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Last Updated: Wednesday, 2 July, 2003, 01:34 GMT 02:34 UK
Kraft plans to cut snack sizes
The US's biggest food maker is to limit the size of its portions because of concerns about increasing levels of obesity.

61% of adults are overweight or obese
13% of children aged 6-11 years were overweight in 1999. This percentage has almost trebled over 20 years
300,000 deaths each year are associated with obesity
Obesity estimated to have cost the economy $117bn in 2000

Source: US Surgeon General

Kraft Foods, which makes a wide range of products from biscuits to cheese spread, says it is promoting healthier eating but admits it is also worried about lawsuits.

A lawsuit was filed earlier this year trying to ban Kraft's Oreo biscuits on the grounds that they contain an artery-clogging ingredient that "reduces human life".

Kraft Foods says the suit is baseless. The health drive announced by the company on Tuesday will include steps to cut portion sizes in its snack packs and eliminate marketing campaigns in schools, in an effort to help fight obesity.

High profile companies such as Coca Cola and Pepsi have already come under fire for doing deals whereby they give extra funding to schools that only stock the donor's cans.

Last week New York schools decided to stop selling sweet drinks and snacks in vending machines.

Health council

McDonald's, which still faces a law suit from obese children over its hamburgers, has already started promoting its salads and has started an initiative to help promote healthier foods and provide expanded product information.

Kraft spokesman Michael Mudd said it was forming an expert advisory council to recommend improving nutritional content of products and providing alternatives where appropriate.

Although I may question what their motivation is, anything that can perhaps decrease portion sizes and caloric intake in kids can have dramatic effects on obesity
Dr Henry Anhalt

It will also determine appropriate calorie content or other health standards for individually packaged foods - such as packets of Oreo cookies.

"Any existing products that are above that level will be reduced in size," he said. "Any that are at or below will be just fine the way they are."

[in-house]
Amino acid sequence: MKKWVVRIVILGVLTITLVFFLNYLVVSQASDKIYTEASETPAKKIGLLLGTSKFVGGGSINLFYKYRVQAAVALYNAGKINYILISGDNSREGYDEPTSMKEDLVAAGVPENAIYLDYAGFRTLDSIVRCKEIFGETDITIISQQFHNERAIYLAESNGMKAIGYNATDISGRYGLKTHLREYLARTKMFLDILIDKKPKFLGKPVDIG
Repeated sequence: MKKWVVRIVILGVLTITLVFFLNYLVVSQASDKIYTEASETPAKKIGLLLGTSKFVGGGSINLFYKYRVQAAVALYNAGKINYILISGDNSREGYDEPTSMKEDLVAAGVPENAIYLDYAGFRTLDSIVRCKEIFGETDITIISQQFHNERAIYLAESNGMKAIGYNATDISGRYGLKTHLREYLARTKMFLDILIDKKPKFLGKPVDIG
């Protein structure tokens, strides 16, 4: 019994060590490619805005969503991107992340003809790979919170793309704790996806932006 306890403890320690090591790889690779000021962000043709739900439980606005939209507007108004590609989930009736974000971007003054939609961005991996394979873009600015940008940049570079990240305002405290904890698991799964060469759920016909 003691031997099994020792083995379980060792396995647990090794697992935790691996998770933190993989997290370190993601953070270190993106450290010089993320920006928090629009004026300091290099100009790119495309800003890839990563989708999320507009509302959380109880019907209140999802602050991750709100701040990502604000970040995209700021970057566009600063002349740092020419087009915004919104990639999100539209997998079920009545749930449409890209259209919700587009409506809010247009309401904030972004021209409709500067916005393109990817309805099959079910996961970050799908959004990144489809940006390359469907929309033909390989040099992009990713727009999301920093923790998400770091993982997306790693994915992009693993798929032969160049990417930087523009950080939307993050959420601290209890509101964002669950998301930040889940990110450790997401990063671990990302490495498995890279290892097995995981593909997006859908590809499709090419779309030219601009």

Kraft declined to comment on any price changes, saying only that its products would be priced "competitively".

Dairylea cheese slices
Philadelphia cheese
Toblerone chocolate
Bird's desserts

Mr Mudd acknowledged the moves could help protect the company against potential lawsuits.

"We're making these commitments first and foremost because we think it is the right thing to do for the people who use our products and for our business, but if it also discourages a plaintiff's attorney or unfair legislation, that's fine with us," he said.

Kraft is a subsidiary of the tobacco company Philip Morris, which has itself faced a number of lawsuits over health issues.

Fat epidemic

Some question the company's motives but applaud the potential result.

Oreo cookies and logo
A lawsuit has already been filed over Kraft Oreo cookies
Dr Henry Anhalt, director of paediatric endocrinology at Maimonides Medical Center in Brooklyn, said he thought Kraft was trying to avoid lawsuits such as those that have hit the tobacco industry.

"Although I may question what their motivation is, anything that can perhaps decrease portion sizes and caloric intake in kids can have dramatic effects on obesity," he said.

The BBC's North America business correspondent Stephen Evans says obesity in America often seems like an epidemic.

The United States surgeon-general says it is three times greater now among adolescents than it was 20 years ago.

The BBC's Matt Frei
"Perhaps it fears a raft of lawsuits"

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13 May 03  |  Americas
Kraft gains as shares float
13 Jun 01  |  Business
Kraft poised for stock market debut
12 Jun 01  |  Business
What now for Big Tobacco?
07 Jun 01  |  Business

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